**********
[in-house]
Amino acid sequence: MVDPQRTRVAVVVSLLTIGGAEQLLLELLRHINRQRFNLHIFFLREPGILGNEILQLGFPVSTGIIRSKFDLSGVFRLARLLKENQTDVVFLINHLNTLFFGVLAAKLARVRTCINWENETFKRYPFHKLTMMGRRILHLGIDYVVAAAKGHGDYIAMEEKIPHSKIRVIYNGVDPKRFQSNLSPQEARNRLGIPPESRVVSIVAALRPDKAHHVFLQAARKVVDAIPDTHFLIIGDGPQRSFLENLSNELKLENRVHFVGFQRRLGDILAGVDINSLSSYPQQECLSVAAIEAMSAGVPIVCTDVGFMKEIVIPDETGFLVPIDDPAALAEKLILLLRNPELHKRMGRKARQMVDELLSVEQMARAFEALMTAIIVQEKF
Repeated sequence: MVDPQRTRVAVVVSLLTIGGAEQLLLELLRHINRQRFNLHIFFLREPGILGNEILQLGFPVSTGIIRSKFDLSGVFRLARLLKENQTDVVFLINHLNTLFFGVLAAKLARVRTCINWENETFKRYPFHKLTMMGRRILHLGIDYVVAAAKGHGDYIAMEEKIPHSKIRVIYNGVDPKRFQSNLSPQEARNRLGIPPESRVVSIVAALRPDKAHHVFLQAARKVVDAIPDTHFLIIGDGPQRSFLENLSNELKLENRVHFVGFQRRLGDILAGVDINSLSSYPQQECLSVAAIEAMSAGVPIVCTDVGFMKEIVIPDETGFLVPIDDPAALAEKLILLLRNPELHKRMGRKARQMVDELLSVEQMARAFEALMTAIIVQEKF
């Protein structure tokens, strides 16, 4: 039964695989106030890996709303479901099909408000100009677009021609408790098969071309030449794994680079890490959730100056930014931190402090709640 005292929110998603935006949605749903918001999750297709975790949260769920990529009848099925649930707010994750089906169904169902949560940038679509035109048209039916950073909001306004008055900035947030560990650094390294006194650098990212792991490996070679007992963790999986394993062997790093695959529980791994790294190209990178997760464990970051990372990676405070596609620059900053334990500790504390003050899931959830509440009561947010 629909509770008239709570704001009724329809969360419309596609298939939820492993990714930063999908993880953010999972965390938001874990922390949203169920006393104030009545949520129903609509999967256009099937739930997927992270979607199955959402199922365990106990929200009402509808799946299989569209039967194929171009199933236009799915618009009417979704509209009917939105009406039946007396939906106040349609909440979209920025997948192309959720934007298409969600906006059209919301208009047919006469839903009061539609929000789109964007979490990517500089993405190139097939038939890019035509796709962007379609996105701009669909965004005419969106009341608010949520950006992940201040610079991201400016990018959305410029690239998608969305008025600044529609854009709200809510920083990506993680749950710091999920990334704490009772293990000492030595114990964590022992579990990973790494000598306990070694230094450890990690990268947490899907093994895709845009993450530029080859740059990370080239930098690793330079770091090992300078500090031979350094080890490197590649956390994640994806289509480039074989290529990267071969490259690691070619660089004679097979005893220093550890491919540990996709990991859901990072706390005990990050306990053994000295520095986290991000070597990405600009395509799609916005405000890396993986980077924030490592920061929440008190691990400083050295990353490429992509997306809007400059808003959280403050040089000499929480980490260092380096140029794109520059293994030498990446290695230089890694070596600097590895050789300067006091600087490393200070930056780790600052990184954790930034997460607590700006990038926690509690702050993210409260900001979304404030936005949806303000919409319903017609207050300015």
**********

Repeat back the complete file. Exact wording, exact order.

[in-house]
Amino acid sequence: MVDPQRTRVAVVVSLLTIGGAEQLLLELLRHINRQRFNLHIFFLREPGILGNEILQLGFPVSTGIIRSKFDLSGVFRLARLLKENQTDVVFLINHLNTLFFGVLAAKLARVRTCINWENETFKRYPFHKLTMMGRRILHLGIDYVVAAAKGHGDYIAMEEKIPHSKIRVIYNGVDPKRFQSNLSPQEARNRLGIPPESRVVSIVAALRPDKAHHVFLQAARKVVDAIPDTHFLIIGDGPQRSFLENLSNELKLENRVHFVGFQRRLGDILAGVDINSLSSYPQQECLSVAAIEAMSAGVPIVCTDVGFMKEIVIPDETGFLVPIDDPAALAEKLILLLRNPELHKRMGRKARQMVDELLSVEQMARAFEALMTAIIVQEKF
Repeated sequence: MVDPQRTRVAVVVSLLTIGGAEQLLLELLRHINRQRFNLHIFFLREPGILGNEILQLGFPVSTGIIRSKFDLSGVFRLARLLKENQTDVVFLINHLNTLFFGVLAAKLARVRTCINWENETFKRYPFHKLTMMGRRILHLGIDYVVAAAKGHGDYIAMEEKIPHSKIRVIYNGVDPKRFQSNLSPQEARNRLGIPPESRVVSIVAALRPDKAHHVFLQAARKVVDAIPDTHFLIIGDGPQRSFLENLSNELKLENRVHFVGFQRRLGDILAGVDINSLSSYPQQECLSVAAIEAMSAGVPIVCTDVGFMKEIVIPDETGFLVPIDDPAALAEKLILLLRNPELHKRMGRKARQMVDELLSVEQMARAFEALMTAIIVQEKF
């Protein structure tokens, strides 16, 4: 039964695989106030890996709303479901099909408000100009677009021609408790098969071309030449794994680079890490959730100056930014931190402090709640 005292929110998603935006949605749903918001999750297709975790949260769920990529009848099925649930707010994750089906169904169902949560940038679509035109048209039916950073909001306004008055900035947030560990650094390294006194650098990212792991490996070679007992963790999986394993062997790093695959529980791994790294190209990178997760464990970051990372990676405070596609620059900053334990500790504390003050899931959830509440009561947010 629909509770008239709570704001009724329809969360419309596609298939939820492993990714930063999908993880953010999972965390938001874990922390949203169920006393104030009545949520129903609509999967256009099937739930997927992270979607199955959402199922365990106990929200009402509808799946299989569209039967194929171009199933236009799915618009009417979704509209009917939105009406039946007396939906106040349609909440979209920025997948192309959720934007298409969600906006059209919301208009047919006469839903009061539609929000789109964007979490990517500089993405190139097939038939890019035509796709962007379609996105701009669909965004005419969106009341608010949520950006992940201040610079991201400016990018959305410029690239998608969305008025600044529609854009709200809510920083990506993680749950710091999920990334704490009772293990000492030595114990964590022992579990990973790494000598306990070694230094450890990690990268947490899907093994895709845009993450530029080859740059990370080239930098690793330079770091090992300078500090031979350094080890490197590649956390994640994806289509480039074989290529990267071969490259690691070619660089004679097979005893220093550890491919540990996709990991859901990072706390005990990050306990053994000295520095986290991000070597990405600009395509799609916005405000890396993986980077924030490592920061929440008190691990400083050295990353490429992509997306809007400059808003959280403050040089000499929480980490260092380096140029794109520059293994030498990446290695230089890694070596600097590895050789300067006091600087490393200070930056780790600052990184954790930034997460607590700006990038926690509690702050993210409260900001979304404030936005949806303000919409319903017609207050300015």